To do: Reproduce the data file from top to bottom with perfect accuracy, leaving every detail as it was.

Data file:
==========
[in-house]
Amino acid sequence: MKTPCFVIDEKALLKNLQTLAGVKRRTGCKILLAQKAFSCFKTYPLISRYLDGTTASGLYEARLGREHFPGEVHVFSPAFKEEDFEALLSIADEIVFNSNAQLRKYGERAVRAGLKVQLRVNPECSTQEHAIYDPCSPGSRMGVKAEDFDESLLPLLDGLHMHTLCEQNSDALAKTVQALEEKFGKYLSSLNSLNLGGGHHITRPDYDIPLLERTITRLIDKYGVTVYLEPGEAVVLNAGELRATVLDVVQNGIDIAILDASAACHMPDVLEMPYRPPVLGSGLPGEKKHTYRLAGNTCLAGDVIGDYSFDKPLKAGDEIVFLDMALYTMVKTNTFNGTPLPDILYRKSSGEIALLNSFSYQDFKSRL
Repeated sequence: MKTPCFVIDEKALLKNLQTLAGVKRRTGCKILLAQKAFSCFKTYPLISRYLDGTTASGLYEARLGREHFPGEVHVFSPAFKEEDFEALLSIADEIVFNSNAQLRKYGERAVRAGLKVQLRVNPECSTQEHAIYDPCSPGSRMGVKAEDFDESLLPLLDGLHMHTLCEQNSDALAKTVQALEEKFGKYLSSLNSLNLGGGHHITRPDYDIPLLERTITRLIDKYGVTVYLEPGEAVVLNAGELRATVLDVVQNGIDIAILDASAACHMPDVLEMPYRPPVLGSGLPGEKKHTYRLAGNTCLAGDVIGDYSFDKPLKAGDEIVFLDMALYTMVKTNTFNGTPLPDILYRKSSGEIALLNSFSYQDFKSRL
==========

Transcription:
[in-house]
Amino acid sequence: MKTPCFVIDEKALLKNLQTLAGVKRRTGCKILLAQKAFSCFKTYPLISRYLDGTTASGLYEARLGREHFPGEVHVFSPAFKEEDFEALLSIADEIVFNSNAQLRKYGERAVRAGLKVQLRVNPECSTQEHAIYDPCSPGSRMGVKAEDFDESLLPLLDGLHMHTLCEQNSDALAKTVQALEEKFGKYLSSLNSLNLGGGHHITRPDYDIPLLERTITRLIDKYGVTVYLEPGEAVVLNAGELRATVLDVVQNGIDIAILDASAACHMPDVLEMPYRPPVLGSGLPGEKKHTYRLAGNTCLAGDVIGDYSFDKPLKAGDEIVFLDMALYTMVKTNTFNGTPLPDILYRKSSGEIALLNSFSYQDFKSRL
Repeated sequence: MKTPCFVIDEKALLKNLQTLAGVKRRTGCKILLAQKAFSCFKTYPLISRYLDGTTASGLYEARLGREHFPGEVHVFSPAFKEEDFEALLSIADEIVFNSNAQLRKYGERAVRAGLKVQLRVNPECSTQEHAIYDPCSPGSRMGVKAEDFDESLLPLLDGLHMHTLCEQNSDALAKTVQALEEKFGKYLSSLNSLNLGGGHHITRPDYDIPLLERTITRLIDKYGVTVYLEPGEAVVLNAGELRATVLDVVQNGIDIAILDASAACHMPDVLEMPYRPPVLGSGLPGEKKHTYRLAGNTCLAGDVIGDYSFDKPLKAGDEIVFLDMALYTMVKTNTFNGTPLPDILYRKSSGEIALLNSFSYQDFKSRL